The programmable VCO 105 in conjunction with the divide-by-Q 106 provide at the output of the self-tuning clock recovery phase-locked loop circuit 100, the clock signal CLK(F0) having a frequency (F0) approximated by the following equation:

F0=(FC+(KVIN)(1/Q)                           (1)

where, FC=the programmable offset parameter stored in the F-register 1051;

K=a gain of the VCO 105;

VIN=the input voltage to the VCO 105; and

Q=the "Q" value stored in the Q-register 1061 of the divide-by-Q 106.

For convenience, the divide-by-Q 106 may also be considered to be a part of the programmable VCO 105, as indicated by the dotted line box encircling the two components.

During tuning mode operation, as initiated by the relock signal being placed in the relocking mode state, charge pump 103 acts as a voltage adjust circuit to charge up or down as appropriate, a voltage on the node 122. For optimal performance of the self-tuning phase-locked loop circuit 100, it is desirable that the input voltage VIN to the programmable voltage-controlled oscillator 105 be at midpoint of its input voltage range when the output frequency F0 is stabilized at its proper value during normal mode operation. This allows the programmable voltage-controlled oscillator 105 and consequently, the self-tuning phase-locked loop circuit 100 to operate near its most linear region, thus providing enhanced control characteristics, and also allows maximum range in either direction to quickly adjust to input clock signal CLK(FD) frequency perturbations. Since the input voltage range typically extends from 0 volts up to a supply voltage VCC provided by a power source to the programmable voltage-controlled oscillator 105, the optimal input voltage is thus generally equal to VCC/2. In addition to the input voltage VIN being at midpoint of its input voltage range when the output frequency F0 is stabilized at its proper value during normal mode operation, it is also desirable that the output frequency range of the combination of the programmable voltage-controlled oscillator 105 and divide-by-Q circuit 106, be centered around the output frequency F0. The PLL tuning logic 120 performs such function by appropriately adjusting the voltage on node 122, the programmable offset parameter FC stored in the F-register 1051, and the Q-value stored in the Q-register 1061 of the divide-by-Q 106 during tuning mode operation.

FIG. 4 illustrates, as an example, a block diagram including the PLL tuning logic 120, and certain phase-locked loop related circuitry which cooperate to provide the clock and control signals for the PLL tuning logic 120. Some of the circuitry depicted therein, such as the frequency detector 403, clock extractor 404, and phase-frequency detector enable 406 are conventionally constructed and operated. Consequently, examples implementing such circuitry are presented, but are not elaborated upon in detail. Other circuitry, on the other hand, such as digital-controlled oscillators (DCOS) 411-414, DCO calibrator 407, clock signals generator 401, and frequency change detector 408 are somewhat unique in their operation, and therefore, examples describing such are presented in appropriate detail.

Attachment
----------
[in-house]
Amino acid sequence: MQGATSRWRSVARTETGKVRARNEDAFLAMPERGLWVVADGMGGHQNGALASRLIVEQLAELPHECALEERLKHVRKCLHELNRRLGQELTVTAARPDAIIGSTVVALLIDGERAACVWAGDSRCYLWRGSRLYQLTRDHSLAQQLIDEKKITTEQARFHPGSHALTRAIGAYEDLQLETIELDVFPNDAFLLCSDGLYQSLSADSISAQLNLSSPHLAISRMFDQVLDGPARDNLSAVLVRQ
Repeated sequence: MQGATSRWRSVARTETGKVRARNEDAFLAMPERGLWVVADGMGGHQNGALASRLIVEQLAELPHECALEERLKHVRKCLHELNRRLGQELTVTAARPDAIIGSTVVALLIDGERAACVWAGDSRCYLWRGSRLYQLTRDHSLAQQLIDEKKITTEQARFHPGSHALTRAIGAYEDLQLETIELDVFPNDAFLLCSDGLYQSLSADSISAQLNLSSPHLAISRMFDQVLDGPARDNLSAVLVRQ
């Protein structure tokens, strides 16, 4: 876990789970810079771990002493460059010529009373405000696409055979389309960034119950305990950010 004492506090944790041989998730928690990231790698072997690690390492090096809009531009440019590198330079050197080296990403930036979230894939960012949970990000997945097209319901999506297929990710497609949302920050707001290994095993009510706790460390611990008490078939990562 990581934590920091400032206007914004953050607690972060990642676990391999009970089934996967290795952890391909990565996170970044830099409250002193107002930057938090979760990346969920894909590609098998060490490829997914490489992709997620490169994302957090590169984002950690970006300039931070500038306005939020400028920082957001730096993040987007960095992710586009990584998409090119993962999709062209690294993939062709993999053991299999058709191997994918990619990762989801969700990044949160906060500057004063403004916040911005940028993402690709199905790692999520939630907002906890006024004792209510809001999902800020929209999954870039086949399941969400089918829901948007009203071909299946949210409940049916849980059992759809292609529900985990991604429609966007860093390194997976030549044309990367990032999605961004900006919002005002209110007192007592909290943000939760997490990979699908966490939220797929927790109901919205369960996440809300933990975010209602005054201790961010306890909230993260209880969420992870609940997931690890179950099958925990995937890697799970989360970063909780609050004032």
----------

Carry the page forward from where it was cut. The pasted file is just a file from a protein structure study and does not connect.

As a preliminary matter, a digital-controlled oscillator (DCO) as used herein, is understood to be constructed in a similar manner as the voltage-controlled oscillator 105, with the exceptions that a voltage-to-current circuit (e.g., 1052) is not included, and a fixed bias current is provided to the input of the current-controlled oscillator (e.g., 1052) so that a clock signal having a target period results when there is no offset bias in the F-register (e.g., 1051). The frequency and period of the clock signal generated by the DCO may thereupon be changed by adjusting the offset bias stored in the F-register of the DCO.

Four programmable DCOs 411-414 are thus configured to each provide a clock signal having a target period of 8.133 nanoseconds. On a rotating basis, three of the DCO clock signals are used by circuitry in FIG. 4, while the fourth is being calibrated. Employment of the four programmable DCOS 411-414 in this manner, allows each of the four programmable DCOs 411-414 to be periodically calibrated so that their output clock signals remain as close as possible, to having the target period of 8.133 nanoseconds, despite temperature changes in their operation, or process variations in their manufacture.